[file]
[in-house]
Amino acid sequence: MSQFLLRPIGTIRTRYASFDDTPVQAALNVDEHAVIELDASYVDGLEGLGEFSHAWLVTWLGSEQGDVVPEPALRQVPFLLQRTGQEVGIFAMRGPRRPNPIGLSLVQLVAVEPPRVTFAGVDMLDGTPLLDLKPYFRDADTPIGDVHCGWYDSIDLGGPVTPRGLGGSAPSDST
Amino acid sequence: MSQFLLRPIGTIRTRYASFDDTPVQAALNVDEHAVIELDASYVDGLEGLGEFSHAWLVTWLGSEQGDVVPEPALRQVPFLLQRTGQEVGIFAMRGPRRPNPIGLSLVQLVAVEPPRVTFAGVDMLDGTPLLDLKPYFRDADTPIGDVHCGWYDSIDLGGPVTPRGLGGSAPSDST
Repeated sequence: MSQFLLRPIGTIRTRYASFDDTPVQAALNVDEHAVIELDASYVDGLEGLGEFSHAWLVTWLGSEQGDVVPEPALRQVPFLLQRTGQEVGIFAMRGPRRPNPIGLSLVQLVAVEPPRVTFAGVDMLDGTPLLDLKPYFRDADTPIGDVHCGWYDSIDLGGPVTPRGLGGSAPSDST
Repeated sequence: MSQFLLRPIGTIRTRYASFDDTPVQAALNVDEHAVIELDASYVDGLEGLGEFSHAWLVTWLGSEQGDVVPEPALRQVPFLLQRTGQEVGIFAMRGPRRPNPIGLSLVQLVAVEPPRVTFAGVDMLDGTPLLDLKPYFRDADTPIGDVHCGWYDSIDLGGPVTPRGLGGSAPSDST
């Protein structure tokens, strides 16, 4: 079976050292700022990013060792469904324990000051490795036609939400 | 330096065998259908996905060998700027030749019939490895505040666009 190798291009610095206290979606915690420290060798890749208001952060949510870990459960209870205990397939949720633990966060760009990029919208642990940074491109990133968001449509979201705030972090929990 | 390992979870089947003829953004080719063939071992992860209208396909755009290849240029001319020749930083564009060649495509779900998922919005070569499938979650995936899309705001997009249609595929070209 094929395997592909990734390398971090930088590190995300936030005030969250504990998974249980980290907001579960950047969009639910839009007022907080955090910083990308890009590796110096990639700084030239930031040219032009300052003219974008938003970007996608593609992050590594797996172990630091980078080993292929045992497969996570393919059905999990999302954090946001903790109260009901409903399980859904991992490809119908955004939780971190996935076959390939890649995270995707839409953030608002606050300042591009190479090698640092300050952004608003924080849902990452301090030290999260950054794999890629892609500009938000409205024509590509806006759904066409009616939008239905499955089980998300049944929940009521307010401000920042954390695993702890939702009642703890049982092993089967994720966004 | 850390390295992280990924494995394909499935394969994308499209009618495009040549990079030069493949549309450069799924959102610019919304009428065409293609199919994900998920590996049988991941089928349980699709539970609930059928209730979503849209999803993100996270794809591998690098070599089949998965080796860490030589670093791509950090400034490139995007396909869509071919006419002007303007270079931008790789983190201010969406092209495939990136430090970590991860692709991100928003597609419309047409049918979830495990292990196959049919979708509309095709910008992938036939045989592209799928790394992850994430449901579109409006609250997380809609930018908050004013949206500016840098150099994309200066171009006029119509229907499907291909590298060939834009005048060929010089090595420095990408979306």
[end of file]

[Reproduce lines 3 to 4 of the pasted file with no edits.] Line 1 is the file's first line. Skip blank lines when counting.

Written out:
Amino acid sequence: MSQFLLRPIGTIRTRYASFDDTPVQAALNVDEHAVIELDASYVDGLEGLGEFSHAWLVTWLGSEQGDVVPEPALRQVPFLLQRTGQEVGIFAMRGPRRPNPIGLSLVQLVAVEPPRVTFAGVDMLDGTPLLDLKPYFRDADTPIGDVHCGWYDSIDLGGPVTPRGLGGSAPSDST
Repeated sequence: MSQFLLRPIGTIRTRYASFDDTPVQAALNVDEHAVIELDASYVDGLEGLGEFSHAWLVTWLGSEQGDVVPEPALRQVPFLLQRTGQEVGIFAMRGPRRPNPIGLSLVQLVAVEPPRVTFAGVDMLDGTPLLDLKPYFRDADTPIGDVHCGWYDSIDLGGPVTPRGLGGSAPSDST